At home, if its raining, I generally don't say 'lets go out for a walk' but on holiday its different. We mostly go to the west of Scotland and especially the islands and we can set off over the hills and coasts in glorious sunshine and then the clouds open up and dump rain. Our car or cottage might be miles away and even if it is raining there can appear eagles, divers, otters, seals, falcons etc etc at any time. We don't put our binos in our backpacks. OK, you say, serves you right for going to the west of Scotland, but doesn't it apply elsewhere too?

Take Suffolk. If it rains at RSPB Minsmere you are probably 5 minutes maximum from hide where you can shelter, but if you are a few miles away on the marshes at Walberswick it could be an hour before you reach shelter. So you can see why we are grateful for waterproof binos and shudder at the memory of Swift porros in the 1970s that fogged up after every shower on the North York Moors and needed to be sent back to the importer after every holiday to be dried out. We didn't understand that these centre-focus porros were not waterproof and were so glad to get our Zeiss and Leica roofs that were.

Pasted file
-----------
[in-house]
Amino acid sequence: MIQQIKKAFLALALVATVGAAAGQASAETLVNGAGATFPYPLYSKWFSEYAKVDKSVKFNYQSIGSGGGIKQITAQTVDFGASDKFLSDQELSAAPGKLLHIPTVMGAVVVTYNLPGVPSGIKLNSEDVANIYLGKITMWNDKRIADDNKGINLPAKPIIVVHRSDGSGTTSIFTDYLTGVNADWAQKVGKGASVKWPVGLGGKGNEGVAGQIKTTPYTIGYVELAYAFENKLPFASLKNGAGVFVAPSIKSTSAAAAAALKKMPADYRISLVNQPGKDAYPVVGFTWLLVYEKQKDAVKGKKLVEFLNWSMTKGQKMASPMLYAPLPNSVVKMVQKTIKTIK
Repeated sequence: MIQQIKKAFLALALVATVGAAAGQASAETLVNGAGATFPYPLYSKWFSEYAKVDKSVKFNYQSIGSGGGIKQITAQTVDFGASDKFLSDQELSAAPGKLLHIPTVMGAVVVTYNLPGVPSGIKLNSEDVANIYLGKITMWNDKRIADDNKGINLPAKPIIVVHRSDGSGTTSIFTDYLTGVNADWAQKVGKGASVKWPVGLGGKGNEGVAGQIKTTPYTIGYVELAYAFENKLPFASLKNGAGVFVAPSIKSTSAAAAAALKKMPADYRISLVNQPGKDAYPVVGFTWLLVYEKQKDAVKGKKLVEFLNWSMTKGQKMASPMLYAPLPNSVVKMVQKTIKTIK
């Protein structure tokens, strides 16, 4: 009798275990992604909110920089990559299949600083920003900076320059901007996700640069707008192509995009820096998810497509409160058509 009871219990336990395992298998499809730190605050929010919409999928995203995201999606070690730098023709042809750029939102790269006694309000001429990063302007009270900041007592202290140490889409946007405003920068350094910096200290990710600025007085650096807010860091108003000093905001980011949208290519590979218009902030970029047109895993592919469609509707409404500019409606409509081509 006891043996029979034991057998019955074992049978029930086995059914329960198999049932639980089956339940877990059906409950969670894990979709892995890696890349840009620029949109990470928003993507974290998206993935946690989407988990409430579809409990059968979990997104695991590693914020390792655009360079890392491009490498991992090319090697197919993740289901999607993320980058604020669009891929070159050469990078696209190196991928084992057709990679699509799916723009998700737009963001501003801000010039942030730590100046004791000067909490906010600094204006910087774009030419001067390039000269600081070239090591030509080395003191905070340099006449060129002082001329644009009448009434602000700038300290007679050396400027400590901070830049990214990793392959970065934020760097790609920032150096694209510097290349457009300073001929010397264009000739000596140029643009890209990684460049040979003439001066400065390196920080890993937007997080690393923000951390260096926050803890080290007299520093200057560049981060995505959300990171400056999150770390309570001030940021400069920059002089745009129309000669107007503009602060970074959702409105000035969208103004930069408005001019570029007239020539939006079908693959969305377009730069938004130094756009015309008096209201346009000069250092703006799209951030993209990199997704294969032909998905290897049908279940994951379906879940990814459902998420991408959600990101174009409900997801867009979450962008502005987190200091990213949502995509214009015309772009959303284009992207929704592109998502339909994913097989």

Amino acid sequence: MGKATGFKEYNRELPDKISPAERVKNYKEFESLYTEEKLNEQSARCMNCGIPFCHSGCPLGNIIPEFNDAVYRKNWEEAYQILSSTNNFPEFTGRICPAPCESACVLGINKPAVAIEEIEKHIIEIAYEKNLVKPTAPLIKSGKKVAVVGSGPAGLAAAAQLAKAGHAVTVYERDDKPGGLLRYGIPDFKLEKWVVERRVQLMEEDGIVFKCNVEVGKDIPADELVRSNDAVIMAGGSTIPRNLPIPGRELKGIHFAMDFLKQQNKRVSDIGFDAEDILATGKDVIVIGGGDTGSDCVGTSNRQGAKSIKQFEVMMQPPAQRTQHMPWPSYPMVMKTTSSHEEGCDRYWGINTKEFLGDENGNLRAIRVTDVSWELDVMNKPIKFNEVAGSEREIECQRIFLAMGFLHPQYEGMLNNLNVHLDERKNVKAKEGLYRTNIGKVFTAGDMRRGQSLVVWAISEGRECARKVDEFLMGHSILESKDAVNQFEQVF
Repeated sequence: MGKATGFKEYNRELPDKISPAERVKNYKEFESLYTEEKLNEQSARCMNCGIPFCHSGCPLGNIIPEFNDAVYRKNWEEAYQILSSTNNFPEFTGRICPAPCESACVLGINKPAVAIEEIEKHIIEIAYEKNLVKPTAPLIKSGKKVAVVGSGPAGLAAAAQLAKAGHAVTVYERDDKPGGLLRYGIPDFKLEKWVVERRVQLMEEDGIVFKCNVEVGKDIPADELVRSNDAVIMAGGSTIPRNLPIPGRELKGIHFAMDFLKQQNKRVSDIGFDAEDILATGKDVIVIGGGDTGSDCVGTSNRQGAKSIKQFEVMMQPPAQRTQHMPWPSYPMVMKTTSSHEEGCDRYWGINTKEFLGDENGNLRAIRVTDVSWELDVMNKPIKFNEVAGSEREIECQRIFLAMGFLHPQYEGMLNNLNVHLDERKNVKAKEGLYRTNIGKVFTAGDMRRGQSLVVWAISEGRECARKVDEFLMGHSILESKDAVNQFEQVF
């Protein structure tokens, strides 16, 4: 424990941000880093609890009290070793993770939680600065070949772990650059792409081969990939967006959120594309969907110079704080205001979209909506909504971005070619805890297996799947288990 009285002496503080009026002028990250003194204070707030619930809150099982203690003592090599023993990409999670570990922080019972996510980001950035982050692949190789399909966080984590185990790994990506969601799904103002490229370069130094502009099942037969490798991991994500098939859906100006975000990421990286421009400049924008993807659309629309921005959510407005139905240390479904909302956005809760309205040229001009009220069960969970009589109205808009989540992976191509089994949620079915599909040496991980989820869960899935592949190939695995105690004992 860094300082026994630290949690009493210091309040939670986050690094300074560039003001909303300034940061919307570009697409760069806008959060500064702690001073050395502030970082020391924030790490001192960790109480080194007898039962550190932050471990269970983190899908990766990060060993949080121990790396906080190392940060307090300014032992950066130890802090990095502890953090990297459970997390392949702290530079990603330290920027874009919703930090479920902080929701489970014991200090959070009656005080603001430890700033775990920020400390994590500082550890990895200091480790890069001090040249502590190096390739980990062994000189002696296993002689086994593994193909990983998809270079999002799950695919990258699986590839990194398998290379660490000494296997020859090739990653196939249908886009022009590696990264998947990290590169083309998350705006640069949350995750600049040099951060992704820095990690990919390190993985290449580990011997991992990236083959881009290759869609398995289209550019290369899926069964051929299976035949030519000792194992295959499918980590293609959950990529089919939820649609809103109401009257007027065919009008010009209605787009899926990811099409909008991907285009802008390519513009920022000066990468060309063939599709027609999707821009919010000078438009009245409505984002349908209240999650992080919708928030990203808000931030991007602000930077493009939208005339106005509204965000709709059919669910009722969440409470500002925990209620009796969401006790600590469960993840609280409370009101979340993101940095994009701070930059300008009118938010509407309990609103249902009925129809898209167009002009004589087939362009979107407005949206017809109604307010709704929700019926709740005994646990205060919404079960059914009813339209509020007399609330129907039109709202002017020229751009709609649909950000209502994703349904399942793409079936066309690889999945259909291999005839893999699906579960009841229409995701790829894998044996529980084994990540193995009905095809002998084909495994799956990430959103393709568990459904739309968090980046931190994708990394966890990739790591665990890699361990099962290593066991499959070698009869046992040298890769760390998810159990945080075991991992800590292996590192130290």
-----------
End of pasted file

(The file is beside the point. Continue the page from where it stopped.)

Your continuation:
My Zeiss Dialyt 10x40 BGAs focussed by moving the objective lenses so in principal they had similarities with the centre-focussing Swift porros but they never fogged. On the other hand the moving objectives did act like a pump and although they never let any dust in past the objective seals, when I used them up in an airliner with reduced air pressure the pump action could be felt through the focus wheel. Clearly the objective seal was not consistent in its gas sealing effect because as I focused sometimes there was a lack of resistance and then suddenly there was an increase in resistance which I put down to the gas-sealing letting go and then making good. The objective seals were grease lubricated so as the lenses moved back and forth I am guessing this grease layer sometimes made the bins gas-tight and at other times this didn't work. Back on the ground there was never any sensation of pumping of variation in focus effort required.

Lee
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Old Saturday 6th January 2018, 08:47   #7
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Lee

Of course you are right, and I must try to get a grip. I can see that roofs are essential for serious hiking and birdwatching and admit that I prefer them too, if only in case I forget about them and leave them out in the garden, which happens quite often